Figure 2: When checkstand #2 opens it is policy and common sense for the cashier to call over, if they should so choose, the next persons waiting in line. That is, the customers who have been waiting the longest in a line have the right of first refusal to move to the other register. In this example Customers #2 and #3 move to checkstand #2 allowing the Customer #4 to move up in the checkstand #1 queue. This way, all waiting customers are expedited through the lines efficiently. Basically, everybody wins.

Checkstand Etiquette - figure 3

Figure 3
: The main drawback to the common sense application of the social contract as it relates to checkstand etiquette are the facts that politeness in our society is nearly extinct and "common sense is so rare it is a super power". Often, as in the example as diagrammed in Figure #3, the last customer in the line, who by virtue of arriving last and therefore has been in line the least amount of time, jumps ahead of the customers who have waited the longest. This is rude and violates basic checkstand etiquette and breaks the social contract.

The cashier is put in a difficult situation when this occurs. If the cashier points out that the other customers should be helped ahead of them they are typically berated by the line jumper. What also frequently happens is that if the cashier, seeking to avoid confrontation, does not stop the last customer from jumping the line the other customers take out their frustration on the employee in much the same manner. Rarely do the customers directly confront each other. Wisely, perhaps, though cowardly, merely because the employee is perceived as a safer and more vetted target for ire and is unlikely to react with violence as an unknown quantity, whereas a customer off the street purchasing an energy drink just might

Checkstand Etiquette - figure 4

Figure 4: This diagram represents the typical temper tantrum a customer indulges in when they can't be first in line, even when they were the last to arrive on the scene. The product they were attempting to purchase (and would have if they had a little patience) is often thrown at the cashier, down the register aisle or at a display. The proper course of action would be for the customer to wait, return at a more opportune time or decide to take their business elsewhere, handing the product to the cashier so it can be restocked to prevent damage or spoilage. Unfortunately the tantrum is sometimes followed by a Yelp-ing Twitter-rage of dissembling and distortions motivated by revenge that can and has escalated into concerted real world and online harassment campaigns, bullying, slander and libelous acts. This is an extreme example though not all that uncommon and is familiar to many Marketing, Security and Human Resources departments.

Any person that thinks companies only track sales are kidding themselves. Blogs, forums and all kinds of media sites are browsed, sifted through and monitored. It is not an exaggeration to state that seemingly untouchable companies have been brought down by a negative yet truthful campaign. A sudden torrent of opinions (even seemingly coming from different people over an extended period of time are sometimes sock puppets created to cause problems for an individual or company) is analyzed with great effectiveness and the revenge motivated, spurious, harmful, libelous, slanderous and exaggerated claims are readily evaluated for what they are. Companies spend millions, if not billions, annually on marketing research and analysis.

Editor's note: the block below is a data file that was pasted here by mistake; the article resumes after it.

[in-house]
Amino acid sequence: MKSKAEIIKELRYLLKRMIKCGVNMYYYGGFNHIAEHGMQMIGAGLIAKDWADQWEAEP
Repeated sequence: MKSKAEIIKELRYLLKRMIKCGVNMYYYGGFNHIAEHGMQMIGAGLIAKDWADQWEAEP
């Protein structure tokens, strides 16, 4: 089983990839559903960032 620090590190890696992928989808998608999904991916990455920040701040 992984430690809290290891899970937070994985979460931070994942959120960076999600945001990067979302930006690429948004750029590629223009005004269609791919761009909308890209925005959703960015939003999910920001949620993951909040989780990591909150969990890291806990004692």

So let's clarify a few things clear for those people who feel too self-entitled to wait their turn and are caught up in the personal horrors of their First World problems:

Waiting for good dough
  1. It is not poor customer service to first assist those who arrived before you.
  2. It is not rude on the part of the employee to guide into the newly opened  checkstand customers who have been waiting the longest.
  3. Calls for the employee to be fired for acting according to common politeness are ridiculous.
  4. Threats, violence and acting out will not be tolerated, so don't be surprised if you are asked to leave and not return. Workplace violence is a concern and threats are taken seriously.
  5. Just about all stores have video cameras and all manner of claims are easily investigated so tell the truth.
  6. Cyber-bullying, online personal attacks, harassment campaigns and libelous tales of how terribly you were treated could be actionable by a company and employees that may suffer a loss of reputation and income due to statements that are not factual.
  7. A threat to "never shop there again" is...Well...No threat at all. Few establishments encourage the repeat business of the tantrum-throwing customer.
  8. Don't be a jerk.
For your convenience here is the entire 4-part Checkstand Etiquette worksheet suitable for framing, inclusion in a PowerPoint presentation or just for shoving into the faces of enraged a-holes: Checkstand Etiquette slides from LTMS.

1 comment:

  1. I feel your pain. While I can be a jerk at times, I really don't understand the rage regarding check out line ups.

    In most cases that is, Walmart tends to drive me crazy. The ones here always have 10+ people waiting in every line, which screams understaffed.

    Though at most places, staffing levels, dictate you can't always have enough places on registers, since the rush is usually only a couple hours.

    I always feel kind of bad for people working cashier, when they get someone trying to pay in change, or really slow for some reason, you get there and the cashier apologizes. It's not your fault that someone can't count in a timely manner.